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Opinion For evidence that GOP ‘angertainment’ isn’t working, take a look at Colorado

Rep. Lauren Boebert (R-Colo.) attends a roundtable about the pandemic at the Heritage Foundation in Washington on Nov. 10. (Jabin Botsford/The Washington Post)
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Jim Geraghty is the senior political correspondent of National Review.

DENVER — Colorado is an odd state. This month the state’s voters approved a ballot measure to legalize the consumption of hallucinogenic mushrooms, 54 percent to 46 percent, but the same voters just barely passed a ballot measure allowing supermarkets to sell both beer and wine.

But come the 2024 election, you’ll probably need magic 'shrooms or a Coors ’n’ cabernet cocktail to imagine that the state is going to be similarly unpredictable if Republicans stay on their current track.

Heading into Election Day, Colorado’s problems looked like those of a lot of other states: Inflation is high, crime is increasing and President Biden’s approval rating in Colorado was just 40 percent, according to Civiqs polling. Yet voters reelected the state’s Democratic governor, Jared Polis, by 19 percentage points, reelected its U.S. Democratic senator, Michael Bennet, by 14 percentage points with easy victories for many down-ballot Democrats and Democratic majorities in the legislature now made lopsided.

Redistricting tweaked the district lines, but all the state’s incumbent members of the U.S. House were reelected. The surprise of the year was Republican controversy connoisseur Lauren Boebert just barely winning reelection in a heavily Republican district by 554 votes, as of this writing. Her Democratic rival, Adam Frisch, wildly overperformed expectations by asking voters whether they were tired of Boebert’s brand of “angertainment.”

It wasn’t that long ago in Colorado — 2014 — that Republican Cory Gardner won a hard-fought Senate race and Republicans won the attorney general, secretary of state and treasurer’s race. Colorado was purplish then, a place where Republicans could win if the political winds were right.

Yes, the GOP underperformed in a lot of places this year, but the limits of “angertainment” were perhaps most vividly illustrated here, a rough lesson in the diminishing returns from an approach to governing that mistakes “owning the libs” for getting things done for constituents.

House Republican Leader Kevin McCarthy (Calif.) said the GOP would have a double-digit House majority after the 2022 midterm elections. That has yet to happen. (Video: JM Rieger/The Washington Post, Photo: Jabin Botsford/The Washington Post)

The razor-thin near-rejection of Boebert — from a district that Donald Trump won by eight percentage points in 2020, covering much of the western half of the state — demonstrates that Trump-esque style of turning the performative outrage up to 11 hit a hard ceiling among the electorate, repelling not just Democrats and independents but apparently a thin but decisive slice of Republicans. It likely isn’t a coincidence that the last good year for Colorado Republicans was the one before Trump announced his 2016 presidential campaign.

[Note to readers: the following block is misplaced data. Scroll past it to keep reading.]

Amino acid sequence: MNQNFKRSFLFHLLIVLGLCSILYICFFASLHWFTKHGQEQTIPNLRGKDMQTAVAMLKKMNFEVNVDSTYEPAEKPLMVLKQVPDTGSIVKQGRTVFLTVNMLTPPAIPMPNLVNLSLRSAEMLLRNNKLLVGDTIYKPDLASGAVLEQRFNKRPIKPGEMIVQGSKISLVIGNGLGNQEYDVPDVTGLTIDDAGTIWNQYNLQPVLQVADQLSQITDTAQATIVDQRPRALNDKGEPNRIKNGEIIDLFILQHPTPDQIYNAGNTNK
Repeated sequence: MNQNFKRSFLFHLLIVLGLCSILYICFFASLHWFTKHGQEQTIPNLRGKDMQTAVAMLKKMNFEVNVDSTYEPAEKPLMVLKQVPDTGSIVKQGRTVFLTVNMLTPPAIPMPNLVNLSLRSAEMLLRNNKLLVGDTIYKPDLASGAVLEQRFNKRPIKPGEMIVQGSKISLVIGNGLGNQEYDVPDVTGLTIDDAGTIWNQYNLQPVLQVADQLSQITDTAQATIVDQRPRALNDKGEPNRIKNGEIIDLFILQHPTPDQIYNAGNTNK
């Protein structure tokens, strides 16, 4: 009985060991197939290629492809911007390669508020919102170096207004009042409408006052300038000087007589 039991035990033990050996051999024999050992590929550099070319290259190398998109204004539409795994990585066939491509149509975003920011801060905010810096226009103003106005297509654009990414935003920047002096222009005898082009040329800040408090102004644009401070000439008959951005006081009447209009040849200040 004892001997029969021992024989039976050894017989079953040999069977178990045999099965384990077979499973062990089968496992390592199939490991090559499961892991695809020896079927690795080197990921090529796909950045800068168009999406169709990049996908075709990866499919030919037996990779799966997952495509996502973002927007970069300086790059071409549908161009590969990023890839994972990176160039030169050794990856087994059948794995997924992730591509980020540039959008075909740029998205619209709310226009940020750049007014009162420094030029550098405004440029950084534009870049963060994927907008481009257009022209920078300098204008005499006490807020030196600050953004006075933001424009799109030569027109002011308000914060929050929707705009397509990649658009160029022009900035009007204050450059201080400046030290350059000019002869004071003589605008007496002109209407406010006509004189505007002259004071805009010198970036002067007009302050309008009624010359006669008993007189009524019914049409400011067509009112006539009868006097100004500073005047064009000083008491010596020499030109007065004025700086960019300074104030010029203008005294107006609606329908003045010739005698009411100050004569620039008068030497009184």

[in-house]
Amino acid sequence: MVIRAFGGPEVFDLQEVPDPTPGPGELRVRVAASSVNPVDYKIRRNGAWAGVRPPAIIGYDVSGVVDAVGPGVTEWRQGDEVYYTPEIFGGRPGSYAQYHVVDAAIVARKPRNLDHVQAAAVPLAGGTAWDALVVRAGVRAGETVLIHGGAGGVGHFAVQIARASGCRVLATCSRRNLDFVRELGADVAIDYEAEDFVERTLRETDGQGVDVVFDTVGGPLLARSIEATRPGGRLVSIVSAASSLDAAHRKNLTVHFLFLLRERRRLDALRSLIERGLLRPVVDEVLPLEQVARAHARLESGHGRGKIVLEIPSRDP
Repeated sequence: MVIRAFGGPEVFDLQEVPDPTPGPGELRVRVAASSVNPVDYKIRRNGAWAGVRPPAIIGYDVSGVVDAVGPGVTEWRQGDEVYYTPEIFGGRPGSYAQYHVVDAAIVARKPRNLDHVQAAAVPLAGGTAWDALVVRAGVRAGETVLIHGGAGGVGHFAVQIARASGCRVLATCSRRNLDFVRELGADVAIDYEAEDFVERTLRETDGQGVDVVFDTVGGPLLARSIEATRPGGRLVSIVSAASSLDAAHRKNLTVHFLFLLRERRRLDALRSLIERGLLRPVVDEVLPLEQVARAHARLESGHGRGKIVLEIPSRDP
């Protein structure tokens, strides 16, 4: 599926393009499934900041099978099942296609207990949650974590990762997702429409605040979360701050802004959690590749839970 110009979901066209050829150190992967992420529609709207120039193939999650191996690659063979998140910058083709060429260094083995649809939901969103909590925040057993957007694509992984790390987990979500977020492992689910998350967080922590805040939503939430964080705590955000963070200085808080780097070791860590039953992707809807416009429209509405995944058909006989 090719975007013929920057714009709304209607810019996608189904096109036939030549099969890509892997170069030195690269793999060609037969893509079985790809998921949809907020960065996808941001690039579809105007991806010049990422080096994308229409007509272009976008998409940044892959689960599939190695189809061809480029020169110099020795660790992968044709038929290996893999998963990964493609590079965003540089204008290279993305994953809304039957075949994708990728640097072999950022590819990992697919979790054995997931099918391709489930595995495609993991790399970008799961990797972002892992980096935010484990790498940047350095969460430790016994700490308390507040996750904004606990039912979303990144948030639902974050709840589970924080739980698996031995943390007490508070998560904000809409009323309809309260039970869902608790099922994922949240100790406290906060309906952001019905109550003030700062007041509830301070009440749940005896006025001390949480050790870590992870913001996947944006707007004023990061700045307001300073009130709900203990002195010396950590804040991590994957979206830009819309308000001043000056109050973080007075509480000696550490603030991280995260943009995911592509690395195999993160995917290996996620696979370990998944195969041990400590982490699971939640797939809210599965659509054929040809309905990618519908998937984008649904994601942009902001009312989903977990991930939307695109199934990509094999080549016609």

If you’re a Republican who wants to run for office — in Colorado or anywhere else — there are two ways to build support. You can get to know local party leaders, appear at every public event possible, be active in your community, accumulate a record of accomplishments. But that’s difficult and takes time.

A much quicker and easier way to stand out is to be the most outspoken, controversial and arguably craziest candidate — and almost all the intersecting media environments of the mainstream media, conservative media and social media gravitate to stories with the theme of, “You won’t believe what this GOP candidate is saying or doing!”

In Republican circles, there’s probably no media entity more widely consumed than Fox News. In a crowded or even not-so-crowded GOP field, an appearance on Fox News, at almost any hour, is a tremendous way to build name ID and attract potential donors and supporters. And in the Trump era, appearing on Fox News was the best way to get on the president’s radar screen and garner one of those all-important Trump endorsements. “Angertainment”? Trump loved it.

The problem is, on a typical night, Tucker Carlson’s prime-time program attracts 3 million viewers, an impressive total for prime-time cable news. But that’s a small, small slice of the overall electorate, and it’s a niche audience.

More than 118 million Americans voted in the 2018 midterm elections, and when all the votes are counted for this year, the final tally is likely to be about the same. The electorate is made up of tens of millions of people who are never going to watch Fox News — not necessarily out of any ideological animus, but because they don’t find it fun to watch people talk about politics with a lot of red graphics and chyrons whooshing around the screen before they go to bed. This doesn’t mean they’ll never vote for Republicans; it means that Fox News isn’t an effective way to reach them or sufficient to make a case for voting for a candidate.

During the Trump presidency and into 2022, a lot of Republican candidates believed that what appeals to the Fox News audience would appeal to enough people in the entire electorate, districtwide or statewide, to win a race. The midterms showed how mistaken that is; Boebert hanging on to her seat by her fingernails suggests that the outlandish, in-your-face, larger-than-life social-media viral personas that attract Trump and perhaps the network’s bookers is just barely enough to get you to 50 percent in a Republican-leaning district.

Colorado Republicans need some new ideas and new approaches for 2024. They’re in a mountain of trouble.